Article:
The following demo demonstrates how ARCore object detection features for a virtual user manua work.
ARCore enables developers to work with high-quality facial renderings by generating a 468-point 3D model. Masks and filters can be applied after the user’s face is identified. This is one of the most popular use cases for AR app features.
Virtual business cards and advertising posters are just a few of the applications that are possible with augmented reality images. 2D markers can be used to implement these features as well as more advanced solutions like AR indoor navigation.
Over the past several years, applications like indoor positioning have gotten even easier since our first experiments, making this technology more feasible for use in the real world.
These two frameworks for Android and iOS respectively are nearly identical when viewed from a features-perspective. However, the real difference between these two devices is hardware consistency. Apple iPhone and iPad devices are largely more consistent when it comes to the behavior and capability of their hardware. Meanwhile, Android devices are built by a number of different manufacturers with different specifications. Because of this, it becomes more difficult to deliver a consistent experience across many different Android devices.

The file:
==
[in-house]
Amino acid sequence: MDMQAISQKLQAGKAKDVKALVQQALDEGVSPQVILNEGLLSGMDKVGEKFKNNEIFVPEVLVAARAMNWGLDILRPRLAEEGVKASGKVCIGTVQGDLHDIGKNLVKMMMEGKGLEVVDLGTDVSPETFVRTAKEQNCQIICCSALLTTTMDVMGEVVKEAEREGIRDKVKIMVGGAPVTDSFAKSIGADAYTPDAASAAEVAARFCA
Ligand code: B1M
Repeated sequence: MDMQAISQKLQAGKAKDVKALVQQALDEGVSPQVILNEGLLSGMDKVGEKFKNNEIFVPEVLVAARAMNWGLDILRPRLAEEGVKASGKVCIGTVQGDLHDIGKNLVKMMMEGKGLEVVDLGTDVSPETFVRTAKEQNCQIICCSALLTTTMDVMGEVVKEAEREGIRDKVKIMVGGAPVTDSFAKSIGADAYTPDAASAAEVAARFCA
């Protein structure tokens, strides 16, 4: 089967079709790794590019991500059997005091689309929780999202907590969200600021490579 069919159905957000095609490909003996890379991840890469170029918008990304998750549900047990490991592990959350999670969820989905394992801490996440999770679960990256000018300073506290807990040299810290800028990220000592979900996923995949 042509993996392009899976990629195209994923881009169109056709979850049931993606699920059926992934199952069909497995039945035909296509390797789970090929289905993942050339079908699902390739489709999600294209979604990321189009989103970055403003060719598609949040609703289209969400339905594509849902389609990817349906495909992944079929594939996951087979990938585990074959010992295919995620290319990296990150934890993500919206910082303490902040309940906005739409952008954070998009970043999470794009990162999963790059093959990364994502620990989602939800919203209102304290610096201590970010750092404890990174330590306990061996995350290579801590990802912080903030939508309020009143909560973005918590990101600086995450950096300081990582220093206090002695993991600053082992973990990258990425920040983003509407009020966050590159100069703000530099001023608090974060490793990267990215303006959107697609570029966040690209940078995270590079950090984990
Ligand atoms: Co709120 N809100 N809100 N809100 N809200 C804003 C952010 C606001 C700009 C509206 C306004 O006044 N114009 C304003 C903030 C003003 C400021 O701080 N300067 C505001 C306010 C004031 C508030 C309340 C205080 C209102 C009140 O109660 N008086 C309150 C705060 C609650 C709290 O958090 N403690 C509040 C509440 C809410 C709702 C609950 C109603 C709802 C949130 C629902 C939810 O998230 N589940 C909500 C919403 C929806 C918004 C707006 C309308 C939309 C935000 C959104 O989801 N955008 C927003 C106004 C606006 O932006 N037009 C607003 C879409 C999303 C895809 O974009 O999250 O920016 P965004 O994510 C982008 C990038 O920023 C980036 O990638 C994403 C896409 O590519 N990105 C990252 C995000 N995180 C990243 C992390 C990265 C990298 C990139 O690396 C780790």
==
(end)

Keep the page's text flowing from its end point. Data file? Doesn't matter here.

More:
Since Android hardware is less consistent, it’s important to keep in mind how powerful your AR experience will be and what devices it should be running on. Should it primarily be running on the latest and greatest Samsung and Pixel devices with high-performance AR features, or should it be less intensive to run on more devices? The choice is yours but experienced AR developers are always there to help you find the best solution.
If utilizing the full power of native AR frameworks on Android and iOS isn’t necessary and if your goal is faster time to market, cross-platform AR development in Unity may be a good option. Unity AR Foundation is a helpful framework for cross-platform augmented reality app development. Despite not being able to take full advantage of each device, Unity AR Foundation is still fairly powerful. It supports Plane detection, Anchors, Light estimation, 2D image tracking, 3D object tracking, body tracking, Occlusion, and more.